Effects of Birth Mothers’ and Adoptive Mothers’ Depression and Antisocial Characteristics on Adoptees’ Internalizing and Externalizing Scores

Many studies have found associations between parent and child characteristics. Although genetic models partition phenotypic variance into genetic and environmental influences, parents’ genetic and environmental influences are confounded when children are raised by their biological parents. Kerr et al. (2013) separated mothers’ genetic and environmental influences by analyzing associations of depressive and antisocial characteristics of birth mothers (BM) and adoptive mothers (AM) with Internalizing and Externalizing scores obtained from CBCL/1½-5 forms completed separately by AM and by adoptive fathers (AF) when the children were 18, 27, and 54 months old.

The children were all born in the U.S. and adopted by families living in the U.S. After controlling for many variables, including obstetric risk factors, mothers’ prenatal depressive symptoms, and postnatal adoptive family contact with BM, Kerr et al found that BM lifetime depressive symptoms assessed via diagnostic interviews (surprisingly) predicted CBCL/1½-5 Externalizing scores, whereas BM antisocial behavior (surprisingly) predicted CBCL/1½-5 Internalizing scores. Moreover, AM depressive symptoms and antisocial behavior both predicted both CBCL/1½-5 Internalizing and Externalizing scores! Several AM predictive paths but not BM predictive paths were replicated in AF CBCL/1½-5 ratings. The replications in AF ratings indicated that the AM predictive paths were not artifacts of biases in AM CBCL/1½-5 ratings. However, the failure to replicate BM mothers’ predictive paths suggests that AM ratings but not AF ratings captured aspects of children’s problems not captured by AF ratings. The authors concluded that “depressive and antisocial dimensions of maternal psychopathology confer independent risks for . . . early childhood behavior outcomes” and that “This is consistent with recent factor-analytic, epidemiologic, and genetic studies that all point to two distinct, heritable liabilities underlying most comorbidity among psychiatric syndromes: an internalizing and externalizing factor” (p. 731).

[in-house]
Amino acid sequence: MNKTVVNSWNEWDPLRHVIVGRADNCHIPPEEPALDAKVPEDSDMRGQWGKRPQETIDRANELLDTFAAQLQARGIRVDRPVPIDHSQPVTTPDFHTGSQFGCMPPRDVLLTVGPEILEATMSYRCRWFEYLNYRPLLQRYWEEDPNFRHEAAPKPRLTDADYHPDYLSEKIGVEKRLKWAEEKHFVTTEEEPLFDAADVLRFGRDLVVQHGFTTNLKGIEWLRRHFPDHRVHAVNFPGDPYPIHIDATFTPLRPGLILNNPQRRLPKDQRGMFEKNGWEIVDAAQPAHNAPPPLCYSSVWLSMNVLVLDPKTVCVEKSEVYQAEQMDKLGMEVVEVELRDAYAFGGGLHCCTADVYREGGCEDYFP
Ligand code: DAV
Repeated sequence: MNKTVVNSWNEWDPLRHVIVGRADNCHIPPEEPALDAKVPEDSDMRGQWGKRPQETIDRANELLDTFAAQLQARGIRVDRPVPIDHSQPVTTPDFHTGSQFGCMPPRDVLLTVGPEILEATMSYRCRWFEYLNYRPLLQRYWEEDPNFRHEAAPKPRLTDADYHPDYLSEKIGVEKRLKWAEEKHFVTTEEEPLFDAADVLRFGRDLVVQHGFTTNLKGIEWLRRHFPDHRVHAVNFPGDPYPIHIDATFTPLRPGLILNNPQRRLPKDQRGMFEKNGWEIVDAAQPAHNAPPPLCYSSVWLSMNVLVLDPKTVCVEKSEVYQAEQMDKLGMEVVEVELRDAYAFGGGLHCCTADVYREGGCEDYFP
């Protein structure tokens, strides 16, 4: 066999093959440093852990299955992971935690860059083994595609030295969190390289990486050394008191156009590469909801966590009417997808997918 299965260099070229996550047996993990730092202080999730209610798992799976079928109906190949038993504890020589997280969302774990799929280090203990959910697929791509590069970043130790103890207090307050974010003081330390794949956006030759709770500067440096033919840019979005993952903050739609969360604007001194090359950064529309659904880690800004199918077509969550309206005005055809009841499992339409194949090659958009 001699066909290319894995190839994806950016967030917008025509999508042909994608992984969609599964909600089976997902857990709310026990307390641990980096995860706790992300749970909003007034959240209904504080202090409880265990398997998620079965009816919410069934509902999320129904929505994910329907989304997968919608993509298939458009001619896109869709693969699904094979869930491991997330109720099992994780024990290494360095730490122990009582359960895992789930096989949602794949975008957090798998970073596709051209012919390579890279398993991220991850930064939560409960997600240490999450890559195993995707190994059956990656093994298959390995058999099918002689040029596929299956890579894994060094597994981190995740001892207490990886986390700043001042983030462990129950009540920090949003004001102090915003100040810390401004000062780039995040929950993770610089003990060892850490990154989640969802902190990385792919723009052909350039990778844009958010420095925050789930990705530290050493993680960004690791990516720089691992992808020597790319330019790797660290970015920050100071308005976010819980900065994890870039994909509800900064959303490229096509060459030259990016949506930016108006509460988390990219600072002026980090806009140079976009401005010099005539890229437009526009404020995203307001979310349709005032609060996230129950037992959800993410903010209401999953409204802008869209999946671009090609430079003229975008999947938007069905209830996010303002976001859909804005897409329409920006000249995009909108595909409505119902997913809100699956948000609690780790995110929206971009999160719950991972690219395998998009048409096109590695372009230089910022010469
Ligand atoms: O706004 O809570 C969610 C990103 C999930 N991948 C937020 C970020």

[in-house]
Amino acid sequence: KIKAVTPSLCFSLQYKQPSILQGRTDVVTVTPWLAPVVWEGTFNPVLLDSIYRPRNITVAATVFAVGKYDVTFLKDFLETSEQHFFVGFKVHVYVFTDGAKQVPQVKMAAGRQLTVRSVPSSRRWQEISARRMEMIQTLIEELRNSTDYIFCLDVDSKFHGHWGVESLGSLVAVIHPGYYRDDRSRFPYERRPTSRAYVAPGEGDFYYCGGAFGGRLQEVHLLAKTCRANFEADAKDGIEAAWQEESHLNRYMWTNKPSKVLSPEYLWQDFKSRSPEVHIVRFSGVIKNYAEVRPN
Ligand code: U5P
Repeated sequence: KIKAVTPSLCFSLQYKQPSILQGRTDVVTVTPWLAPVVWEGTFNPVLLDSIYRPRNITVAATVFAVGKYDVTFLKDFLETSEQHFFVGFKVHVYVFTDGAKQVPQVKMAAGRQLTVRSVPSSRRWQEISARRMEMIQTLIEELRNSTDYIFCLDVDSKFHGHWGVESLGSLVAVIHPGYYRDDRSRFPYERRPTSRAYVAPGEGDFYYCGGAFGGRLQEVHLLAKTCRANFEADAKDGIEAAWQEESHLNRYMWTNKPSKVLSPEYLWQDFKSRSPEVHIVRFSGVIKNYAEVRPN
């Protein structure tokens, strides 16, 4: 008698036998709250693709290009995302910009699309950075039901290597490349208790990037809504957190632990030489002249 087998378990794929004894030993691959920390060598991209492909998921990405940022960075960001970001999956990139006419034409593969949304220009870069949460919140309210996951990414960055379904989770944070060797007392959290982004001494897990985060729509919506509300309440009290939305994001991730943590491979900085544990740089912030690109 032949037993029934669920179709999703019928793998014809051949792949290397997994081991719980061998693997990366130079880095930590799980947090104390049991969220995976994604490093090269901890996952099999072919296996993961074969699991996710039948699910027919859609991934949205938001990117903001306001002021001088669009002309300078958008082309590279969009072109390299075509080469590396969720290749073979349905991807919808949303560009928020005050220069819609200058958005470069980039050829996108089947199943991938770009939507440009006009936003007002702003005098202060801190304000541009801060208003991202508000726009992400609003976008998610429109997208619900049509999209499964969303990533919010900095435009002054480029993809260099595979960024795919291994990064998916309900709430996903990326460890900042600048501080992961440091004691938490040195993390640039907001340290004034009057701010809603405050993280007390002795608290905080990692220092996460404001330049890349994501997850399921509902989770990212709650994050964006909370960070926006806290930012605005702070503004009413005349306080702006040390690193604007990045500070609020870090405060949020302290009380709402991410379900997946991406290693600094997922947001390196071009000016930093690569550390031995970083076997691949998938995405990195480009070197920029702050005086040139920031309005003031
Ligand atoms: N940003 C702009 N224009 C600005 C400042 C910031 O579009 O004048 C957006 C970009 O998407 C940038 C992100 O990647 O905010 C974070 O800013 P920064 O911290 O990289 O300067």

Reference: Kerr, D.C.R., Leve, L.D., Harold, G.T., Natsuaki, M.N., Neiderhiser, J.M., Shaw, D.S., & Reiss, D. (2013). Influences of biological and adoptive mothers’ depression and antisocial behavior on adoptees’ early behavior trajectories. Journal of Abnormal Child Psychology, 41, 723-734.